#004 — Understanding MQTT 3.1
MQTT 5 recently reached the 'working draft' stage. When going through the new stuff that’s coming through, I realized that although I have used the soon-to-be-old MQTT in a bunch of places, I’ve never read the spec for the same.
I’m going to simultaneously read the implementation of the Eclipse Mosquitto client & server implementation for MQTT 3.1. It can be found here.
The structure of this post is going to be roughly similar to the MQTT spec.
- MQTT Control packets
- Operating behaviour
- Security (TLS)
MQTT Control packets
If you are familiar with HTTP communication, control packets are similar to methods i.e. PUT, POST, GET, etc. Simply put, these are the types of packets that are exchanged between a client a server at different points of time based on the task at hand.
In MQTT 3.1, we have 14 different control packets.
The header packet is divided into 3 parts as follows -
- Fixed header (2 bytes — 4 bits of packet type (see table below), 4 bits of packet specific flag bits, 8 bits of remaining length)
- Variable header (2 bytes for packet identifier (see table below)
- Payload (9 of the 14 require no payload)
Quality of Service
Quality of service are levels that decide with what certainty a particular message should be delivered. It is a matter of policy, and has to be set as per the importance of information that is being transmitted. For example, sensor data that is frequent can have a QoS of 0. Whereas information about a new firmware update has to be QoS 1.
Overall, there are 3 levels
- QoS 0 — At most once
- QoS 1 — At least once — PUBACK message ensures receipt of delivery
- QoS 2 — Exactly once — PUBREL, PUBCOM messages used for a two-step acknowledgment process
Topics are roughly the equivalent of URLs in HTTP. Once you are connected to a particular server, you can send data on a particular topic. For example a topic would look like ‘/companyname/username/devicename/data’
- ‘/’ — forward slash is used to create levels and hierarchies in topics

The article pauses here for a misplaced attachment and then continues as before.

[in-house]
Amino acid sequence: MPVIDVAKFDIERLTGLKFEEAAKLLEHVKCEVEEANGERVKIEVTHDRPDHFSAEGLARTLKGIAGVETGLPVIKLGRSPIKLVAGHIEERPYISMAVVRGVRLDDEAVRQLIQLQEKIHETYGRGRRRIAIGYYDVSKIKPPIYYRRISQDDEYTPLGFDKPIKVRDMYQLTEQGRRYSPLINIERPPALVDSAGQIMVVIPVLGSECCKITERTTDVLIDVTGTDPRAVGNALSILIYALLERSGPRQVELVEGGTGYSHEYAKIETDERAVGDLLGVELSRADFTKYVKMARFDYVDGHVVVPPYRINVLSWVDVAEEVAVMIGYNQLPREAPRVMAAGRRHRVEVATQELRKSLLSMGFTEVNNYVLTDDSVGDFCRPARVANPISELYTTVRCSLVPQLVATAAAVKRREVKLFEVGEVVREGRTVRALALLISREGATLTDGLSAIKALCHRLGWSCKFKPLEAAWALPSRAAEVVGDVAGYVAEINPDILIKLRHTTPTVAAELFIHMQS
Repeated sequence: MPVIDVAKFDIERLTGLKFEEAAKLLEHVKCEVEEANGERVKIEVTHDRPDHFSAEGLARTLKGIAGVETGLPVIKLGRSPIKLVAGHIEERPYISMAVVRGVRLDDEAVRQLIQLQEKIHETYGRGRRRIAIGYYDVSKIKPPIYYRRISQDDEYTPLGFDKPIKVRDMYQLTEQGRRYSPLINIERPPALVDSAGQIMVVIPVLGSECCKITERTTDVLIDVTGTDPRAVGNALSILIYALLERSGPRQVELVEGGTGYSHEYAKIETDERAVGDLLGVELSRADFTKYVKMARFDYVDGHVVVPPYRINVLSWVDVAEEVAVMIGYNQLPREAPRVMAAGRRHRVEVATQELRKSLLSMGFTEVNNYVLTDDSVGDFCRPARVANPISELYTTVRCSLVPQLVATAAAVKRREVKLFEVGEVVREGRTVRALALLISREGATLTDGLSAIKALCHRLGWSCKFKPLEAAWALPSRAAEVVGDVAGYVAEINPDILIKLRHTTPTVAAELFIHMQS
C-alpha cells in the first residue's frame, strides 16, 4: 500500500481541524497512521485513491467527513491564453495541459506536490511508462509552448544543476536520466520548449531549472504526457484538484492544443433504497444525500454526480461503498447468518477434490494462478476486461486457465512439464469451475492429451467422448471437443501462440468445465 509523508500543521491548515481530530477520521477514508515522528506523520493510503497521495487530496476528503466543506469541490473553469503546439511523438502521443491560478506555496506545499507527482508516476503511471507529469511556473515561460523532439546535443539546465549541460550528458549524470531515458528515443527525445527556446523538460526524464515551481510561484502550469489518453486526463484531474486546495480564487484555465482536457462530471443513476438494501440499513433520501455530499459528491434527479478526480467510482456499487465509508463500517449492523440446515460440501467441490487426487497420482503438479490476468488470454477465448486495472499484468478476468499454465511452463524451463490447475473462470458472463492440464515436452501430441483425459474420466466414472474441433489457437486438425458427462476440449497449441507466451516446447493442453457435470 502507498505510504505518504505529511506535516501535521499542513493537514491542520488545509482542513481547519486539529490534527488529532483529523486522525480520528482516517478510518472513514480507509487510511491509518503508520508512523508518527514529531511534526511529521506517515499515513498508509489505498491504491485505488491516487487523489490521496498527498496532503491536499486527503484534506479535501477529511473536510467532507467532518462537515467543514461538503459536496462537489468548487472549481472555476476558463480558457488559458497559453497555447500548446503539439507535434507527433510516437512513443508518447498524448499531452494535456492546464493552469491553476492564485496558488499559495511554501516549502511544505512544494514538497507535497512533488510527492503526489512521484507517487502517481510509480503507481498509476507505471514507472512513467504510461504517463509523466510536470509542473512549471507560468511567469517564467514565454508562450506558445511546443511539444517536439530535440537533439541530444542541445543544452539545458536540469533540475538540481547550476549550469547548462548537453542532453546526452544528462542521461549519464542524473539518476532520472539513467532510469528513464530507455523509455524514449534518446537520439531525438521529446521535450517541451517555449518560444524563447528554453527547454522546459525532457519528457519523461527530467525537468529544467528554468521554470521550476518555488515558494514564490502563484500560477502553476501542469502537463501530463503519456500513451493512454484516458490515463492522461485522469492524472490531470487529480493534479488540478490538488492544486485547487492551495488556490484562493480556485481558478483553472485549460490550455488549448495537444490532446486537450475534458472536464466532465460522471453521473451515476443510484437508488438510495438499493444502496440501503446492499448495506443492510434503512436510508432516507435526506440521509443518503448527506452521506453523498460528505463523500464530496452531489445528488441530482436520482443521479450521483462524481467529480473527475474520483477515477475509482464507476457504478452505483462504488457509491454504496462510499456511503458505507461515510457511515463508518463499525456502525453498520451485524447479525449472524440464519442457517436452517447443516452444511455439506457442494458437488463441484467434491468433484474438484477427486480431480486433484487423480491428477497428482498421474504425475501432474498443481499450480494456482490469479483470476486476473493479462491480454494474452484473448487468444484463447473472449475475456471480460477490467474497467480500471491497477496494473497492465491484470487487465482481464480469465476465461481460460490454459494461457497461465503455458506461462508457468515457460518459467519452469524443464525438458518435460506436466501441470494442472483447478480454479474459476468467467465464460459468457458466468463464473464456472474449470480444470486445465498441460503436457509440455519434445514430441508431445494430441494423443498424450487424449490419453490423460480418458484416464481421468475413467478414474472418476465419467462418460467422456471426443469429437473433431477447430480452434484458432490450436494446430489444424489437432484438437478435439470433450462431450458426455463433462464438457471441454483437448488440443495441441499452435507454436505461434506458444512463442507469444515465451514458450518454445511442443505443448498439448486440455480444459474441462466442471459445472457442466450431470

- ‘#’ — hashtag is used as a multilevel wildcard
- ‘+’ — plus is used a single level wildcard
- ‘$’ — the dollar sign is used at the start of topics that deal with meta information related to the server or service. They are not to be used for client to client communication
MQTT is a transport layer protocol. As such it doesn’t concern itself with authentication directly.
In general, one has to worry about authentication and authorisation, for both client to server and server to client communication. More about this can be found in implementation notes section of the MQTT 3.1 spec
TLS — Transport Level Security — is a cryptographic protocol that fits in here perfectly, and takes care of data integrity and privacy.
Data integrity is ensuring that the received data has not been tampered with. Privacy ensures that unless one has the right keys, one cannot make sense of the data even if it has been intercepted.
The way TLS works is by using symmetric key cryptography. Authentication is done using public-key cryptography. TLS in itself is quite interesting and perhaps deserves its own spec reading.
In the context of MQTT, it is highly recommended that one setup or pick a MQTT broker which supports TLS1.2. Note that the addition of TLS on the mqtt client end might increase the hardware requirements. Not all microcontrollers are capable of TLS1.2 encryption/decryption.
Port 8883 is reserverd for MQTT over SSL and 1883 for plain MQTT.
MQTT was initially designed to work directly over basic TCP but is not limited to that. WebSockets is a quite recent (2011, MQTT in contrast debuted in 1999) standard that allows full-dulplex (unlike HTTP) communication over a single TCP connection.
WebSockets allow for very fast data transfer between the client and server.
It is possible to use MQTT on top of WebSocket (which works on top of TCP) — which allows for applications in webpages and webapps where WebSockets are predominantly used.
Now that this is done, it’ll be a lot more fun to dive into MQTT 5.